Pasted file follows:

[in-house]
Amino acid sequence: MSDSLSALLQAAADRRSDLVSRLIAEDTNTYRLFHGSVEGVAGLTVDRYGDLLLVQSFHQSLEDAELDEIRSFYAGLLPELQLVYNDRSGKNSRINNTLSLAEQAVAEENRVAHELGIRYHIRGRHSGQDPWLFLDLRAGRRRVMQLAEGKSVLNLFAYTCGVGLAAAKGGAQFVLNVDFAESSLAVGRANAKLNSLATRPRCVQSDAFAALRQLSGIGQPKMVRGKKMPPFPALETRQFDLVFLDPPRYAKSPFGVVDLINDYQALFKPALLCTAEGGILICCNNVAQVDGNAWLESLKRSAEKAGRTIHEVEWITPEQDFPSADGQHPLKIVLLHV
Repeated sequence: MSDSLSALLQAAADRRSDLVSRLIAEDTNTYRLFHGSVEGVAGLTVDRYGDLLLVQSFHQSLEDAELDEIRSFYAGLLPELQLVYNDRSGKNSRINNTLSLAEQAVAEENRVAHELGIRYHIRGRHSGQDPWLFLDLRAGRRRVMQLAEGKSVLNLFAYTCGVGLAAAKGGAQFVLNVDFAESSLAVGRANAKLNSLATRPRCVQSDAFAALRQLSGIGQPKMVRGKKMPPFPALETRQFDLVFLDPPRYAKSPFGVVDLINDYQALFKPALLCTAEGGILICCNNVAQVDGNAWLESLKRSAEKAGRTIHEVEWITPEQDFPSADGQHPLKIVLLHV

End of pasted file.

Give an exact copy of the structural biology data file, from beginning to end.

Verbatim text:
[in-house]
Amino acid sequence: MSDSLSALLQAAADRRSDLVSRLIAEDTNTYRLFHGSVEGVAGLTVDRYGDLLLVQSFHQSLEDAELDEIRSFYAGLLPELQLVYNDRSGKNSRINNTLSLAEQAVAEENRVAHELGIRYHIRGRHSGQDPWLFLDLRAGRRRVMQLAEGKSVLNLFAYTCGVGLAAAKGGAQFVLNVDFAESSLAVGRANAKLNSLATRPRCVQSDAFAALRQLSGIGQPKMVRGKKMPPFPALETRQFDLVFLDPPRYAKSPFGVVDLINDYQALFKPALLCTAEGGILICCNNVAQVDGNAWLESLKRSAEKAGRTIHEVEWITPEQDFPSADGQHPLKIVLLHV
Repeated sequence: MSDSLSALLQAAADRRSDLVSRLIAEDTNTYRLFHGSVEGVAGLTVDRYGDLLLVQSFHQSLEDAELDEIRSFYAGLLPELQLVYNDRSGKNSRINNTLSLAEQAVAEENRVAHELGIRYHIRGRHSGQDPWLFLDLRAGRRRVMQLAEGKSVLNLFAYTCGVGLAAAKGGAQFVLNVDFAESSLAVGRANAKLNSLATRPRCVQSDAFAALRQLSGIGQPKMVRGKKMPPFPALETRQFDLVFLDPPRYAKSPFGVVDLINDYQALFKPALLCTAEGGILICCNNVAQVDGNAWLESLKRSAEKAGRTIHEVEWITPEQDFPSADGQHPLKIVLLHV